Since ChatGPT became public in November 2022, it has created questions for employers about how to incorporate the tool into workplace policies and best maintain compliance with government regulations. This artificial intelligence language platform, that is trained to interact conversationally and perform tasks, raises issues regarding intellectual property risks, inherent bias, data protection, and misleading content.
On February 21, 2023, the Seattle City Council added caste to the city’s anti-discrimination laws, becoming the first U.S. city to ban caste discrimination and the first in the world to pass such a law outside South Asia. While the law seemingly only impacts employment practices in Seattle, employers outside of Seattle with large South Asian populations among their workforces should take note as other jurisdictions have begun to follow Seattle’s lead.
On January 5, 2023, the Federal Trade Commission (FTC) proposed a ban on the use of non-compete provisions in employment contracts. The ban would also require employers to nullify any existing non-compete clauses within six months of activation. The proposed rule applies to all employees and independent contractors, paid and unpaid workers, and businesses of all sizes and location. This is a far-reaching move that has the potential to raise wages and increase competition among businesses.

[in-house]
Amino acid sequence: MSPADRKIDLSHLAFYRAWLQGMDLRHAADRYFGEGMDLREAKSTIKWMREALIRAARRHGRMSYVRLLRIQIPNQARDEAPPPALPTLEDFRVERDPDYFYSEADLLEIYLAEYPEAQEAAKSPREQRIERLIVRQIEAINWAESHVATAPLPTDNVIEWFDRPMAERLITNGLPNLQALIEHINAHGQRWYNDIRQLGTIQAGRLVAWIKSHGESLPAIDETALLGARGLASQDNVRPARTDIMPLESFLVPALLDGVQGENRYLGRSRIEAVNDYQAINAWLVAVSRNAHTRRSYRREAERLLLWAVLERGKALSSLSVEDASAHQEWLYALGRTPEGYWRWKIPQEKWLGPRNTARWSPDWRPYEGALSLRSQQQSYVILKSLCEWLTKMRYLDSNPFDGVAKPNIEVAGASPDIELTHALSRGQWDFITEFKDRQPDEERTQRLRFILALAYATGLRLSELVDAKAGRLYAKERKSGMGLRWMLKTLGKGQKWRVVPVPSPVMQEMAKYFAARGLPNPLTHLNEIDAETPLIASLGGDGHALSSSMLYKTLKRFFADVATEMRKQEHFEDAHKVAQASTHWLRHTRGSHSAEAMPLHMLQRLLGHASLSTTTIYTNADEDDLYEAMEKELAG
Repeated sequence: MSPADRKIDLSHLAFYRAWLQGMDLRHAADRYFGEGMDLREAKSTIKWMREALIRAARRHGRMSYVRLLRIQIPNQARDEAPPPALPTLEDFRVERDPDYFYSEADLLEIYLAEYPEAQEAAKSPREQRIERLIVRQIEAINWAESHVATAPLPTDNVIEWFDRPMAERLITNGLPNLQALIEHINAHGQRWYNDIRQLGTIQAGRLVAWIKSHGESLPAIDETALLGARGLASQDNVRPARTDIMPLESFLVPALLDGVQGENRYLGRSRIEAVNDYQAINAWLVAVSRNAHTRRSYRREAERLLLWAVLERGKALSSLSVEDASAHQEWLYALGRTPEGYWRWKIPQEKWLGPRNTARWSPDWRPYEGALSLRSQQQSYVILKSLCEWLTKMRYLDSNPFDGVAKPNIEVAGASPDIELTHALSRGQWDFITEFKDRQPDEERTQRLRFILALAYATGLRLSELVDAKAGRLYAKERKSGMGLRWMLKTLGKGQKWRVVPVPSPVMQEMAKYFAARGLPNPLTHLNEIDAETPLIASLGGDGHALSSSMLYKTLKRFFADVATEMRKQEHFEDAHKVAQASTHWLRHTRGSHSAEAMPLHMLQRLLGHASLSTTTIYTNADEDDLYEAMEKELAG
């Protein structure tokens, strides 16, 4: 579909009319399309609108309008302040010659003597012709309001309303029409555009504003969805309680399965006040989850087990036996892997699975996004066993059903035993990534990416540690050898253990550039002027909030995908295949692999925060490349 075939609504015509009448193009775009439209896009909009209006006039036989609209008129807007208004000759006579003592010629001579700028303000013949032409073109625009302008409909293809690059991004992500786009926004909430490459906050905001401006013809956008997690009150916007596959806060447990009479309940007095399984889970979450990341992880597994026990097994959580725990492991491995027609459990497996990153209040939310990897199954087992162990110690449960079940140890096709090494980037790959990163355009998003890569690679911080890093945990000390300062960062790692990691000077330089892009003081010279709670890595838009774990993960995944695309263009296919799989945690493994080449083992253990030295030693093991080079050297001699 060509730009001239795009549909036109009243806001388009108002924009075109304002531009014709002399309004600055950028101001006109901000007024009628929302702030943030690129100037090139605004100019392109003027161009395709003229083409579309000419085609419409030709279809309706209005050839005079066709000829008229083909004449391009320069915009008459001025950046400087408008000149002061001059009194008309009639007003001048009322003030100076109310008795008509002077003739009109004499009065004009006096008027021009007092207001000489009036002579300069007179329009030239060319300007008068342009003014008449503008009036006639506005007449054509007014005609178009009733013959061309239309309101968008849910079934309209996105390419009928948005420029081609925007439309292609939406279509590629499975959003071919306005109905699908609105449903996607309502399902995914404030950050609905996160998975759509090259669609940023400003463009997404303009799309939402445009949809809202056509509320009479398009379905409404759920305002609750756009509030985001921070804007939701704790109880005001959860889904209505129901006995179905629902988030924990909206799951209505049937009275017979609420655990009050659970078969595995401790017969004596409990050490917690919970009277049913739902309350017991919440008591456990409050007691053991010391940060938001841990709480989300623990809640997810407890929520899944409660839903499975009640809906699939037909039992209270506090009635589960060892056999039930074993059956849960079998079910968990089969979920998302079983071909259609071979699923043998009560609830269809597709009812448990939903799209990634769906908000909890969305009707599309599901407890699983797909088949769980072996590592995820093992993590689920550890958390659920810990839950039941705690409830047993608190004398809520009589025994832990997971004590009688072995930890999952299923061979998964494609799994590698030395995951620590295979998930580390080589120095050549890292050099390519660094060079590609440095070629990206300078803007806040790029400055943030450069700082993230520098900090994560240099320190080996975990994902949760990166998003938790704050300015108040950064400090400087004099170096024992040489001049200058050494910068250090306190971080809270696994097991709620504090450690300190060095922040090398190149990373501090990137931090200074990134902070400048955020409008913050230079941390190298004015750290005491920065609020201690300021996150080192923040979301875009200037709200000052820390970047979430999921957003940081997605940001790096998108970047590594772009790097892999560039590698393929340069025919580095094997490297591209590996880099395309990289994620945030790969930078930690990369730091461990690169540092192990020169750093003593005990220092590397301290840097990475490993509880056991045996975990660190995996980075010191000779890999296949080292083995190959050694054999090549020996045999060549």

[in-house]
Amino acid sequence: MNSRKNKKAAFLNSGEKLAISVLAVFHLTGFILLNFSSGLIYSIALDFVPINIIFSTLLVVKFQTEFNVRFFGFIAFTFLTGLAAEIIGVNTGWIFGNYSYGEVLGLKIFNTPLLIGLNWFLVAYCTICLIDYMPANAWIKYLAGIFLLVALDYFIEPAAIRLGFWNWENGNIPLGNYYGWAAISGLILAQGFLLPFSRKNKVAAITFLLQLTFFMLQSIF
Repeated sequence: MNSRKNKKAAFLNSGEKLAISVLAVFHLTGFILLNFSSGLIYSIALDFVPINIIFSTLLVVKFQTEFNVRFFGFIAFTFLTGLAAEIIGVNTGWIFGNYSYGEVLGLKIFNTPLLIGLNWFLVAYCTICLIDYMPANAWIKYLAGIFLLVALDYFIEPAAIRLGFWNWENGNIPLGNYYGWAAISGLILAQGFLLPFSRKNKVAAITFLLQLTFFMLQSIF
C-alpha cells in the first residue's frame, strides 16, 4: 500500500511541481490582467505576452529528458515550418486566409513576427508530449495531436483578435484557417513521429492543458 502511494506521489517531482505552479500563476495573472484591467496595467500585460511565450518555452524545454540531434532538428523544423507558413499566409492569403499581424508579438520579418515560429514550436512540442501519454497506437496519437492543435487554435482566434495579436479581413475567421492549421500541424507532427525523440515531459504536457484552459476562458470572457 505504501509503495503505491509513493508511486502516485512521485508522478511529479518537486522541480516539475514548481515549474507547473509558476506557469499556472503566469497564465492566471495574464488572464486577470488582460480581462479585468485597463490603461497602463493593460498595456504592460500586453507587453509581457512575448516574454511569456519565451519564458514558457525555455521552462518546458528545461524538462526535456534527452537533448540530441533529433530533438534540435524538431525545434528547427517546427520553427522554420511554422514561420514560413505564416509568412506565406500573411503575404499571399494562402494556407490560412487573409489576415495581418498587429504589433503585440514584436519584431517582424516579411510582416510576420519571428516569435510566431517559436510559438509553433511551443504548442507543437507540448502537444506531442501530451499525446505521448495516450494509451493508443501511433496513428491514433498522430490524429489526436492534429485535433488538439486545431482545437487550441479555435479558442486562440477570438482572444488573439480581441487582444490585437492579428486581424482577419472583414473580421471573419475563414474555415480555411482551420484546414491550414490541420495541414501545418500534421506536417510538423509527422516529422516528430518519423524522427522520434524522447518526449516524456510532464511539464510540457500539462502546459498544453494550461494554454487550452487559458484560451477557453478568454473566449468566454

Emily Zhang Associate Editor Loyola University Chicago School of Law, J.D. 2024 On October 13, the California Department of Public Health’s (CDPH) issued a change to the California Division of Occupational Safety and Health (Cal/OSHA) Covid-19 emergency standard and issued a revised proposal for the non-emergency standard. The order updates the definition of “close contact” …
The New Jersey Cannabis Regulatory Commission (the Commission) recently issued interim guidance on the workplace drug testing provisions of the state’s recreational cannabis law. The guidance is meant to act as a placeholder until the standards for Workplace Impairment Recognition Expert (WIRE) certification are published, which outlines how employers should respond when employees are suspected of marijuana impairment. The interim guidance confirms that an employee’s off-duty use of cannabis cannot be the reason for any adverse employment action, but employers are allowed to terminate workers who are under the influence during work hours.
In the recent years, there has been a significant increase in website accessibility lawsuits where plaintiffs claim that they cannot access websites because they are incompatible with assistive technology. Particularly, the number of Americans with Disabilities Act (ADA) Title III website accessibility lawsuits filed in federal courts in 2021 jumped 14% over 2020. This March, the U.S. Department of Justice published new guidance on website accessibility under ADA, however, businesses still struggle with understanding their compliance responsibilities.